How Much Do Hearing Aids Cost?

person putting on a hearing aid in the mirror

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According to the National Institute on Deafness and Other Communication Disorders (NIDCD), approximately 15% of American adults are hearing impaired and require the use of hearing aids to help them hear accurately. Additionally, two to three out of every 1,000 U.S. children born have some level of hearing loss in one or both ears. Americans are on the lookout for affordable healthcare options and with so many Americans requiring the use of hearing aids, the cost of hearing devices is a matter of great importance to the health and well-being of millions of Americans.

Cost Factors

The average cost for hearing aids will vary depending on many factors including the number of ears affected by hearing loss (some people need two hearing aids while others only need a hearing device for one ear), the type of hearing loss, and the level of technology required for each type of hearing aid device.

As hearing aid designs become more sophisticated and advanced, the price for these top-of-the-line devices increases. Many manufacturers offer basic performance levels for cheaper prices and the more advanced ones, such as noise-reduction and wireless models, will be more expensive. According to a 2018 survey, consumers reported paying an average price of $2,372 for a single hearing aid. For both ears, that's almost $5,000. The price of hearing aids can range widely for each device depending on whether your level of hearing loss is mild, moderate, or severe.

Some of the basic and extra features of hearing aids include:

  • Digital Sound Processing
  • Feedback Cancellation
  • Automatic Adjustment for Different Hearing Devices
  • Additional Hearing Programs (up to four)
  • Wireless Connections
  • Adjustable Speech Recognition
  • Various Styles and Designs
  • Automatic 360-Degree Hearing (Spatial Orientation)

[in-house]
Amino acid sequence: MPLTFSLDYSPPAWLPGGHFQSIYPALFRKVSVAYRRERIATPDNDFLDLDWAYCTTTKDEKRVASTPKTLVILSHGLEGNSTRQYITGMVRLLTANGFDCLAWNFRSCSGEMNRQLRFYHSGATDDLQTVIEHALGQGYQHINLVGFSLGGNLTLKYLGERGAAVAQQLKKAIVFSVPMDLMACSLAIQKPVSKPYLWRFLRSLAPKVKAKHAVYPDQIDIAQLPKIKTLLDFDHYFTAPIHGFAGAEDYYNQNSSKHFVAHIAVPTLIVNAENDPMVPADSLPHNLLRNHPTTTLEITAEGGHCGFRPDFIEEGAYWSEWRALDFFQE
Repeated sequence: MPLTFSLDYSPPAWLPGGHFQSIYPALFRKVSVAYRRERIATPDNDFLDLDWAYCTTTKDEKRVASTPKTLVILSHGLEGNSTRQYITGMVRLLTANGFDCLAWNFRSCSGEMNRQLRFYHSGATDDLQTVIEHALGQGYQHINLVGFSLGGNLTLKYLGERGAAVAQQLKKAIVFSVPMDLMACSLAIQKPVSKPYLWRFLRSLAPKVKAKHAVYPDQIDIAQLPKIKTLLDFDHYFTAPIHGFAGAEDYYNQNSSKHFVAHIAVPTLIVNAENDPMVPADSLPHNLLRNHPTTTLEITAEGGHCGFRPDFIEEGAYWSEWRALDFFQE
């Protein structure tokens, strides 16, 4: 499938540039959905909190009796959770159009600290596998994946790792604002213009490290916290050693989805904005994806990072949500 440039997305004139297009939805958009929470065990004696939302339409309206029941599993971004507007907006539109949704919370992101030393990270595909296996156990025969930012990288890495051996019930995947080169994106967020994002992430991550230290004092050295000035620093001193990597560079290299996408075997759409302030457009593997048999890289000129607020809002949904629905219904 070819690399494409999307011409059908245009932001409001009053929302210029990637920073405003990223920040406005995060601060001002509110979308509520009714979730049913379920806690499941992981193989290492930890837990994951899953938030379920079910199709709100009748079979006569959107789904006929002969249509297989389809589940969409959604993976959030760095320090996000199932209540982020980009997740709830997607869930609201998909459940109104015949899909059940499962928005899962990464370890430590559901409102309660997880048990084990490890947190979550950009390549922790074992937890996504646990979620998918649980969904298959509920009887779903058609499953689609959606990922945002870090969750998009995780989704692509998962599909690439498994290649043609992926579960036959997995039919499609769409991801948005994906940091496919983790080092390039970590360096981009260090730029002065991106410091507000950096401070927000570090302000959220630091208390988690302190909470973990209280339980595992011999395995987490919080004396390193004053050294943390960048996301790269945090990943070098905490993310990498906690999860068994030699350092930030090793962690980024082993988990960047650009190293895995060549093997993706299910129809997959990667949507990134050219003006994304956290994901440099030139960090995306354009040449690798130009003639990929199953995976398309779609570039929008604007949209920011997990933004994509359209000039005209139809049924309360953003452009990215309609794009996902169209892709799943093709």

There are varying types of hearing aids along with price levels. Here are a few of the more common hearing aid types:

  • Mini Behind-the-Ear Hearing Aid
  • Traditional Behind-the-Ear Hearing Aid
  • Completely-in-Canal Hearing Aid
  • In-Canal Hearing Aid
  • Traditional In-the-Ear Hearing Aid

The price for a hearing aid device covers more than just the device. You are also paying for the hearing test examination, consultation, fitting, and follow-up appointments needed for adjustments and routine cleanings. Most hearing aids come with a warranty to cover repairs for a specified time. Some warranties included office visits and other professional services.

Does Insurance Cover Hearing Aids?

Not all health insurance plans cover hearing devices and of those that do, many have limited benefits. Others will only cover audiologists within the company’s preferred provider organization (PPO). Hearing aids are considered as an elective medical need rather than a necessity and many insurers do not offer hearing coverage. Some health insurance plans do cover hearing aids, but many have a per ear allowance or a lifetime maximum payout for hearing benefits. Medicare does not cover hearing devices.

Some states have mandates for hearing aids for children including Colorado, Delaware, Georgia, Kentucky, Louisiana, Maine, Maryland, Massachusetts, Minnesota, Missouri, New Jersey, New Mexico, North Carolina, Oklahoma, Oregon, Tennessee, Texas, and Virginia. A few more states also require this coverage to expand to include adults and children: Arkansas, Connecticut, Illinois, New Hampshire, and Rhode Island. Wisconsin requires coverage for hearing aids and cochlear implants for children.

For more information about which states mandate hearing aid coverage, you can visit the American Speech-Language-Hearing Association (ASHA) website. For a quick reference, the map below illustrates which states provide coverage for children, how much is covered, and how often coverage is renewed. Hover over the 23 states highlighted below for a breakdown of this information.

Can I Buy a Hearing Aid Online?

You can buy a personal sound amplification product (PSAP) online but this will not be prescribed and may only work for people who have mild hearing loss. It is very hard to get a hearing aid that will help you hear accurately online. Unlike non-prescription reading glasses that you can try on, you do not have this benefit with purchasing hearing aids online. Hearing aids need to be adjusted for each user to achieve optimal hearing. It can take two to three adjustment appointments to fine-tune the hearing device for a patient. Fittings should be conducted by a licensed hearing aid professional. This is not something that is available in an online setting.

Financing Options for Hearing Aids

Buying hearing aids is an important investment in your health and not something to be taken lightly. The right hearing device can help hearing-impaired individuals live a fuller and better quality of life. Many hearing aid providers are willing to work with people on a limited budget to set up payment plans for the purchase of hearing devices. If you need a hearing device, don’t let a limited budget stop you from making an appointment with a licensed audiologist.